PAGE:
What is Adwords Express?
Google Adwords Express, formerly Google Boost, is a stripped down and simplified version of Google Adwords. It allows advertisers to quickly display text ads to Google searchers based on the their keyword searches.
The glaring difference is that Adwords Express is much simpler to setup and use. You can literally create a campaign and have your ads displaying in Google searches in as little as 10 minutes by going through the steps of writing an ad, customizing settings like budget and target area, and submitting payment info. Compare this to Google Adwords where you could easily spend an hour or two learning the interface and setting up your initial campaigns.
Check out my video above to see how simple and time-efficient it is to setup Adwords Express. You’ll also see some of the features of a full-blown Adwords account that you’re missing out on by using Adwords Express.
Adwords Express vs regular Adwords
- You actually can create an ad campaign in 10 minutes!
- Little or no ongoing management time needed
- You can advertise without a website by directing people to your Google My Business page
- No ability to organize account into campaigns and ad groups
- Scant control of keywords – You can turn off keywords, but Adwords will choose which keywords to target
- You set your budget, but cannot control cost per click directly.
- No access to advanced Adwords features like bid modification by device, Adwords experiments, automated bid strategies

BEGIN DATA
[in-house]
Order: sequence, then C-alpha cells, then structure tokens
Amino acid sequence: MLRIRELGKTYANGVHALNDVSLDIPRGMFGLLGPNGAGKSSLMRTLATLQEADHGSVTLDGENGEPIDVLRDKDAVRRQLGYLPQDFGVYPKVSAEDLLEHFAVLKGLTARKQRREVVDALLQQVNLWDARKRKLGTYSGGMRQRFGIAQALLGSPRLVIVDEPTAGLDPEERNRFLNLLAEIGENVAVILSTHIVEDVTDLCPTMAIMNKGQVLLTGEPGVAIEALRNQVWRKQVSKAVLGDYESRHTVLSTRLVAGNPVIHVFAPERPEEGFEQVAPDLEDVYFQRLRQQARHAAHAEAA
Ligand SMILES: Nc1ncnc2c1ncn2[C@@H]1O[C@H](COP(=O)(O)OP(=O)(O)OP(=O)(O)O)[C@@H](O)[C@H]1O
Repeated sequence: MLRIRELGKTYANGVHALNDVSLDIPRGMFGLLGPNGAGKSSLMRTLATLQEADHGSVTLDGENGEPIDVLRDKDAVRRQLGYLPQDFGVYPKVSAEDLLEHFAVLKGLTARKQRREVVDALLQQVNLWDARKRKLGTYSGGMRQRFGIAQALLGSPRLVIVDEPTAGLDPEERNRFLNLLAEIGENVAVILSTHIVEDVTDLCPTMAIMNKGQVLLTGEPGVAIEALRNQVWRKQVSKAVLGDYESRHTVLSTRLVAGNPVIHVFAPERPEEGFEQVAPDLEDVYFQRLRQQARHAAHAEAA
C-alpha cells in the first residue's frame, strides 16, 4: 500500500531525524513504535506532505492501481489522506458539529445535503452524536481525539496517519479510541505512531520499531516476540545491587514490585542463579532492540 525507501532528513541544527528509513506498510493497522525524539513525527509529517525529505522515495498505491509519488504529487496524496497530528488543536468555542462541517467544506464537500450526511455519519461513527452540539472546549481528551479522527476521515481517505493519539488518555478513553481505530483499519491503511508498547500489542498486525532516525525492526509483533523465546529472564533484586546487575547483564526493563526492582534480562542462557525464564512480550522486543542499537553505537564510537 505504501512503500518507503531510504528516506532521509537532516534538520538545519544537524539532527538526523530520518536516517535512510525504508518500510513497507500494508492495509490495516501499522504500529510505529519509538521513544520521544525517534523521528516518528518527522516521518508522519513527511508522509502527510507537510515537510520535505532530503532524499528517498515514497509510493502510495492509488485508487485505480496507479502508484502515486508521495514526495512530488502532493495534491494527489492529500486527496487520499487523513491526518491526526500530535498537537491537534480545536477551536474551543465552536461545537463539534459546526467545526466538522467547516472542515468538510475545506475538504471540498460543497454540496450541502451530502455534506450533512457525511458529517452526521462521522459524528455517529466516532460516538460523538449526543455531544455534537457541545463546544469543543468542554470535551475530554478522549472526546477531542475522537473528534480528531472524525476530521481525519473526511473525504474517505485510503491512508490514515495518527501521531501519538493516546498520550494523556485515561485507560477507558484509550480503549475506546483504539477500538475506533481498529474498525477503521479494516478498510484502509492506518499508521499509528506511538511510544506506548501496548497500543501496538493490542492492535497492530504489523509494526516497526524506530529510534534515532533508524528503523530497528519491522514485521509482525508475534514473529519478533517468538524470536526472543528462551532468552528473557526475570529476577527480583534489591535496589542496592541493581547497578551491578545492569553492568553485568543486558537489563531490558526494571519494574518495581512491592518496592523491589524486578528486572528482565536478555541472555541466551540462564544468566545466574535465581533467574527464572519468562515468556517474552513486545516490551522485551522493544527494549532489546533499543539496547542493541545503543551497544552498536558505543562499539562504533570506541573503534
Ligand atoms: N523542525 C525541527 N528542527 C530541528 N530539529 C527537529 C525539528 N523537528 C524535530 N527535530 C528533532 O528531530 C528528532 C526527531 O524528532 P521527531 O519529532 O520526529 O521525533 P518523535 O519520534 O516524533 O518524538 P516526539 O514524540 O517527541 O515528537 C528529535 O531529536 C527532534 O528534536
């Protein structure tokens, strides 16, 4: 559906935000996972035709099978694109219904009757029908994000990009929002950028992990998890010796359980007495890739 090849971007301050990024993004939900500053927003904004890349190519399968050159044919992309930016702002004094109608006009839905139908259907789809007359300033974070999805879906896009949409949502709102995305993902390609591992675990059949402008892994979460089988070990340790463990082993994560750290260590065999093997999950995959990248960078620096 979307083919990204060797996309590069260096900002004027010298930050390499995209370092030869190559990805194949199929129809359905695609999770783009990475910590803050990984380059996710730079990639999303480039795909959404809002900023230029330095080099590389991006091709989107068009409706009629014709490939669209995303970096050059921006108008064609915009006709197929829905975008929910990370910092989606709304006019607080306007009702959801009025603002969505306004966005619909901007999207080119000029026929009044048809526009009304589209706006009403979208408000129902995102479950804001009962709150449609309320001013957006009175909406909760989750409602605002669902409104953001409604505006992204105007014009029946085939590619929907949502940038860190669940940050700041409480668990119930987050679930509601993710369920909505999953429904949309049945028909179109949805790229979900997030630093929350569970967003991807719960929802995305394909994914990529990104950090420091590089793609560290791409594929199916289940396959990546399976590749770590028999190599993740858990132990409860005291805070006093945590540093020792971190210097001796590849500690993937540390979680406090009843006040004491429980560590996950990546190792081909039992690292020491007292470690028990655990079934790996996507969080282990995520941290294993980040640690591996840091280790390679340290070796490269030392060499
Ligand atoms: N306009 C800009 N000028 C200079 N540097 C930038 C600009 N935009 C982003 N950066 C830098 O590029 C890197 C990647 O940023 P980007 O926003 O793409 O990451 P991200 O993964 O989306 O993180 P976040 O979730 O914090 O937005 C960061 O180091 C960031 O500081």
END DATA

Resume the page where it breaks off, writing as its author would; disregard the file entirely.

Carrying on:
What is Adwords Express Costing You?
As you can tell, the list of benefits of Adwords Express is pretty short. As with anything that is designed to be quick and fast, quality suffers. Even though managing a regular Adwords account can seem daunting, it’s almost guaranteed to get you better results. This is especially true if you’re spending $300+ in an Adwords Express account.
The main reason for this is the loose keyword targeting employed by Adwords Express. During the setup of your ads in Adwords Express, you’re asked to enter your product or service. Google then uses this info to target your ads to specific keywords searched in the Google search engine.
For instance, a local golf course may be getting clicks for people searching for golf products like gloves, clubs and balls, when what they really desire is golfers looking to play a round. If the golf course has a $300 per month spend, there’s a good chance that $100 was wasted on undesirable keywords. I’ve seen this myself in many accounts I’ve taken over.
It’s important to note that Adwords Express does give you some retrospective control of keywords. After search phrases generate views and clicks on your ad, you can view the stats as shown in the image below by clicking on “Manage All” in the Search Phrases box. Adwords Express advertisers should view this report at least monthly and disable keywords in the list that are generating clicks but are very vague one-word phrases or phrases that are not extremely relevant. Making this a monthly priority can improve your efficiency and get you better results from your ad budget.
With a regular Adwords Account, you have much greater control use keyword match types and negative keyword lists to refine your keyword targeting and ultimately make sure you are not wasting money. Plus there’s a lot more you can do with a full Adwords account that I can’t cover in this post – things like adding negative keywords, organizing keywords into campaigns and ad groups, creating multiple ad variations, and so much more. You can see a few examples in my video above.
Don’t Want to Manage Your Own Full Adwords Account?
If you’re convinced that you need to use a full-blown Adwords account but know you don’t have the time or expertise to manage it, you might be interested in my PPC Management Service. Check it out now because I’m only accepting a limited number of clients.
No matter what option you choose, I wish you the best in selecting and utilizing the right Adwords account for you and your business! Comment below and let me know what you chose, how it’s going, and any questions you might have.